Google Answers Logo
View Question
Q: Buying Websites-- Tax Write-offs? ( No Answer,   1 Comment )
Subject: Buying Websites-- Tax Write-offs?
Category: Business and Money > Accounting
Asked by: retrogradesnowcone-ga
List Price: $10.00
Posted: 21 Apr 2006 18:19 PDT
Expires: 21 May 2006 18:19 PDT
Question ID: 721560
I'm self-employed, in the US. I run websites professionally. I get my
income from advertisements essentially. I make quite a bit more than I
spend, and I want to invest my money. since I know the niche so well,
I figured a great place to re-invest my money would be in other
websites. I've heard other internet professionals do similar things.

however, when I talked to my accountant, he said I can't write off the
purchase price of existing websites as a business expense because it's
not a tangible object. he mentioned something about writing off
expenses from these types of purchases over a series of years, but
that didn't sound terribly attractive.

is there any way at all for me to buy websites to expand my business
and have the purchases be exempt from federal tax?
There is no answer at this time.

Subject: Re: Buying Websites-- Tax Write-offs?
From: theerick-ga on 25 Apr 2006 14:12 PDT
You've got problems with the terms you're using.  When you spend money
on an asset that you invest in for your business, it's not an expense.
 It's an expenditure but not an expense for the current tax year.

Also, when you say "purchases be exempt from federal tax", that does
not compute.  Purchases aren't exempt or non-exempt from taxation. 
Income is taxed not purchases or sales (per se) or investments. 
Income (Revenues minus expenses basically) is taxed, capital gains
(proceeds from sale minus cost of purchase basically) is also taxed.

Also, when you say you want to "invest your money", this is not really
what you're meaning to say, I don't believe.  The reason is that you
can't expense investments.  Therefore, "investing" your money wouldn't
lower your taxable income.  (other than through depreciation as
discussed below).

So, I believe that if you have a more fundamental understanding of
basic accounting, you'll start answering your own questions.  Since
I'm not a researcher I won't spend a lot of time going into detail but
here are a few thoughts to pursue.

In my first paragraph, I mention buying an asset.  If you buy an asset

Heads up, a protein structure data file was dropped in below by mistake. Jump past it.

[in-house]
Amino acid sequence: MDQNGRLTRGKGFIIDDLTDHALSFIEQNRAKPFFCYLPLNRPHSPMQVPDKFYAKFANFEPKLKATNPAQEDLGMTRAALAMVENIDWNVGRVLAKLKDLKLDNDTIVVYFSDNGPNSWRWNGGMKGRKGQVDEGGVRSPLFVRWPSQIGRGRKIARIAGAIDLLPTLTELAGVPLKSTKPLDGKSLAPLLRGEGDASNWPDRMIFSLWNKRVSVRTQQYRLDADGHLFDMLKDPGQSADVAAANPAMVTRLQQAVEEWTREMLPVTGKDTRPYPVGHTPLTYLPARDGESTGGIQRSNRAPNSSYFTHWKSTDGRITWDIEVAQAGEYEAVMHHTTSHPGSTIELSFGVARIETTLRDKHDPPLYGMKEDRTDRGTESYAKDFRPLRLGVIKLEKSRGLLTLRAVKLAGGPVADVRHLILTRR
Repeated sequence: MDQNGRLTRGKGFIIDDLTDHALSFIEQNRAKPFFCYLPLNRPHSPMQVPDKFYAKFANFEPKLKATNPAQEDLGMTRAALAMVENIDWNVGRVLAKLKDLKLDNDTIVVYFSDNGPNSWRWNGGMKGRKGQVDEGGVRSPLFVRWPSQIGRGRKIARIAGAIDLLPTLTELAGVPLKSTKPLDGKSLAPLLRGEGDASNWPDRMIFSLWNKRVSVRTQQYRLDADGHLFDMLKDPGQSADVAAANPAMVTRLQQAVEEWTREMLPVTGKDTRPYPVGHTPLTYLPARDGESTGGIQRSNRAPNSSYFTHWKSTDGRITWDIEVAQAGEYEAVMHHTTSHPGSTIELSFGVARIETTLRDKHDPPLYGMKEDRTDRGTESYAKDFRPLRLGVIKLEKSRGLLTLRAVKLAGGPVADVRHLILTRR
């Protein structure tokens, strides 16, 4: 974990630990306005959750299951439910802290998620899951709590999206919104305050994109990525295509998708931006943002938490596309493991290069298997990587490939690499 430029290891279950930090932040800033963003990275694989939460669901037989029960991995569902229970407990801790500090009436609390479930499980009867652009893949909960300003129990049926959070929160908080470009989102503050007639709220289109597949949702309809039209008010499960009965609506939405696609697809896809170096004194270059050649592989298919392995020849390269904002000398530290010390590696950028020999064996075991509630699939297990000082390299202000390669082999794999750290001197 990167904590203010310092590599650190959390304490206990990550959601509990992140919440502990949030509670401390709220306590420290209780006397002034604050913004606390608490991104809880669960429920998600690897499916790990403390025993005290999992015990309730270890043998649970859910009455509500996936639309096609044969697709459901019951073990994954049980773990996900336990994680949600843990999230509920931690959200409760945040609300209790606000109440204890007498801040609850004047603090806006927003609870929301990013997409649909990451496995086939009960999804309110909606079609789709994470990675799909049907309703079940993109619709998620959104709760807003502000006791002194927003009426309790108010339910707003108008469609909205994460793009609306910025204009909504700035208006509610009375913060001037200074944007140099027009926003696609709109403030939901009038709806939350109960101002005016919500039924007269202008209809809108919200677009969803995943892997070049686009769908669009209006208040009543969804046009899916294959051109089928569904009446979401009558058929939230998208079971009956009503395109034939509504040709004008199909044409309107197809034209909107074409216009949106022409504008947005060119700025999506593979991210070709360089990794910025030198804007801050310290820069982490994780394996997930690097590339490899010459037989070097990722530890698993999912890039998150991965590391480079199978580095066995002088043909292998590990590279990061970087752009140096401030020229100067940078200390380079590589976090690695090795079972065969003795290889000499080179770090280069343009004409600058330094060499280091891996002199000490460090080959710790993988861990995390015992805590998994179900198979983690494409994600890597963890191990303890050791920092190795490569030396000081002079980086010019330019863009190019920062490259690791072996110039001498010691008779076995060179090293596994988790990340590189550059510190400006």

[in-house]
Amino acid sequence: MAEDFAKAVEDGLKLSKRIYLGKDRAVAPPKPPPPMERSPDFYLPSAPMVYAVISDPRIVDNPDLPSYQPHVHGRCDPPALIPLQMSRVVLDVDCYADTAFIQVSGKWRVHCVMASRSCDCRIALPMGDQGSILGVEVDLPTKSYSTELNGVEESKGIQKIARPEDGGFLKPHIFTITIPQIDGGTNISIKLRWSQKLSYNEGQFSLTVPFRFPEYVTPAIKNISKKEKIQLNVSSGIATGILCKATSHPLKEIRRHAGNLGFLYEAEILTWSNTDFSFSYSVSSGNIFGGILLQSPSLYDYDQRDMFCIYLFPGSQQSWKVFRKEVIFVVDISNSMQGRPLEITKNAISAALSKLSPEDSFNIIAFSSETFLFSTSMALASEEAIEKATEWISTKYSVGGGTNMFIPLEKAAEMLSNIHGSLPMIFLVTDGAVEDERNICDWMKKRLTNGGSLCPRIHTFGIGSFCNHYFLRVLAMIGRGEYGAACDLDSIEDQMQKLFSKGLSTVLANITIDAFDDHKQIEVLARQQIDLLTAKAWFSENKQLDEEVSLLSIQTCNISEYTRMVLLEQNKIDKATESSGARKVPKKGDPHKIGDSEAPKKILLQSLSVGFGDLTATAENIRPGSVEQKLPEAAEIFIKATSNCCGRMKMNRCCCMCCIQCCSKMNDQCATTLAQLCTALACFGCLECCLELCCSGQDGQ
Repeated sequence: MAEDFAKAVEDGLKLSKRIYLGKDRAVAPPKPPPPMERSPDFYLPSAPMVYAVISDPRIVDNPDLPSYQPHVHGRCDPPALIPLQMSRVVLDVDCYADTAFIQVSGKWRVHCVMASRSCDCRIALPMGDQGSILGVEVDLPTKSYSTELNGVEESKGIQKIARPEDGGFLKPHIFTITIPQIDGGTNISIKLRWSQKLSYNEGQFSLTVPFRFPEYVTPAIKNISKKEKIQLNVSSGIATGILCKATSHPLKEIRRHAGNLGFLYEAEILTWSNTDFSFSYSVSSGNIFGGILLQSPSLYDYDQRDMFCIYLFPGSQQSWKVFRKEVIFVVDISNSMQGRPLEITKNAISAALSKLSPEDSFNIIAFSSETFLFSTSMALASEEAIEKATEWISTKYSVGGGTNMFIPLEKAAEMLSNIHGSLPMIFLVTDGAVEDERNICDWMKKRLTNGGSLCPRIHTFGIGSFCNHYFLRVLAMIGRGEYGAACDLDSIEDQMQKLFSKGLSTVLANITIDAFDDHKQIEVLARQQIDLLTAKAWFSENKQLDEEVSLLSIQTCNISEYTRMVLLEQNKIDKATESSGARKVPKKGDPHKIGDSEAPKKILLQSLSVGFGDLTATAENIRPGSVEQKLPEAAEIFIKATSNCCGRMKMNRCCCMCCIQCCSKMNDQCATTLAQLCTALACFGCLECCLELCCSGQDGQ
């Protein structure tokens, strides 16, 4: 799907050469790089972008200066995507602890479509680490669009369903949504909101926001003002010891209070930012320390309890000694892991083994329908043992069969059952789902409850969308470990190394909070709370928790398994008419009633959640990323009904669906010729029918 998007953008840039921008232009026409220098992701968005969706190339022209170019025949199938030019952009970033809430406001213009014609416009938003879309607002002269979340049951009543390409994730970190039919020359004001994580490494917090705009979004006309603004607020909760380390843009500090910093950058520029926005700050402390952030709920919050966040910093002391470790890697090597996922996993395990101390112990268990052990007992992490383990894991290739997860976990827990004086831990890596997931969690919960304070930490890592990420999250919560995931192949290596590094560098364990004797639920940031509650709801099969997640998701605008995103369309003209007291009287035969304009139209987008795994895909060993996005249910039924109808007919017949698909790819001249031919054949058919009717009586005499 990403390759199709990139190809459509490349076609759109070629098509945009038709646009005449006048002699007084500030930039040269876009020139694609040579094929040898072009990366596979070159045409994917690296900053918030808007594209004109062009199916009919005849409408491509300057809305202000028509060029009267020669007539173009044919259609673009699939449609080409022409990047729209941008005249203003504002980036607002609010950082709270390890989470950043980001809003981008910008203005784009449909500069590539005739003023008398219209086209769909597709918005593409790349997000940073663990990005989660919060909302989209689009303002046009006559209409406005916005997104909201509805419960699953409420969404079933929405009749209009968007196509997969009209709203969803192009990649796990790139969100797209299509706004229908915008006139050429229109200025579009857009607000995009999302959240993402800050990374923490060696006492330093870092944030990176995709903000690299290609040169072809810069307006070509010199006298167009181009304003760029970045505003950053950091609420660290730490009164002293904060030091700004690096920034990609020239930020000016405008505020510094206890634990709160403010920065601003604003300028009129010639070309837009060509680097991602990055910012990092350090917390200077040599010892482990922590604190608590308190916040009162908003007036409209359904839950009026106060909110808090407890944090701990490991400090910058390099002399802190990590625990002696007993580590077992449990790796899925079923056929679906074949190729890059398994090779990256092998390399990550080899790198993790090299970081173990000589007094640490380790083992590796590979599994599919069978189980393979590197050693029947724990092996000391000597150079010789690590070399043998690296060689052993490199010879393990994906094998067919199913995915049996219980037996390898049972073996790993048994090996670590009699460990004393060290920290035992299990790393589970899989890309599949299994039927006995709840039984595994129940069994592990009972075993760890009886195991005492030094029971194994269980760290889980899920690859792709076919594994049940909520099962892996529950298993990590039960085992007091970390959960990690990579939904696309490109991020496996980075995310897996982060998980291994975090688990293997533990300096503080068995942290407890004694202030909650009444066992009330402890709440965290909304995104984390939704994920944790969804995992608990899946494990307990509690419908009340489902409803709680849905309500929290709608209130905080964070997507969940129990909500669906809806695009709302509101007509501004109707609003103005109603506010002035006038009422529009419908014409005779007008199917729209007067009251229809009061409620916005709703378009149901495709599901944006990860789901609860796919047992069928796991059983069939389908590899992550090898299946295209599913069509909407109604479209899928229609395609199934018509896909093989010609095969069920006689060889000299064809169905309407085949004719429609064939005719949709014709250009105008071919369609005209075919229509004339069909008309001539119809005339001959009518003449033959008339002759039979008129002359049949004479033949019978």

for use in your business such as a piece of equipment, it should be
capitalized and depreciated.  These are items that are used up over
more than 1 year as opposed to supplies or utilities costs that would
be used up current and would therefore be expensed.

Capitalizing an item basically means that it's put on the balance
sheet and depreciated over time.  If you buy a printer for $1000 and
it has a 5 year life (these are identified in IRS publication #946)
then you would (depending on the depreciation method) depreciate (ie
expense) $200 per year.  The depreciation expense is the allocation of
the equipment's cost to the current year.  Depreciating is a way of
spreading the cost of the item over it's useful life rather than all
at once which would not make sense if you ponder it.

Those are some quick thoughts.  I'm sure one of the researchers will
have some additional and more specific thoughts.

Important Disclaimer: Answers and comments provided on Google Answers are general information, and are not intended to substitute for informed professional medical, psychiatric, psychological, tax, legal, investment, accounting, or other professional advice. Google does not endorse, and expressly disclaims liability for any product, manufacturer, distributor, service or service provider mentioned or any opinion expressed in answers or comments. Please read carefully the Google Answers Terms of Service.

If you feel that you have found inappropriate content, please let us know by emailing us at with the question ID listed above. Thank you.
Search Google Answers for
Google Answers  

Google Home - Answers FAQ - Terms of Service - Privacy Policy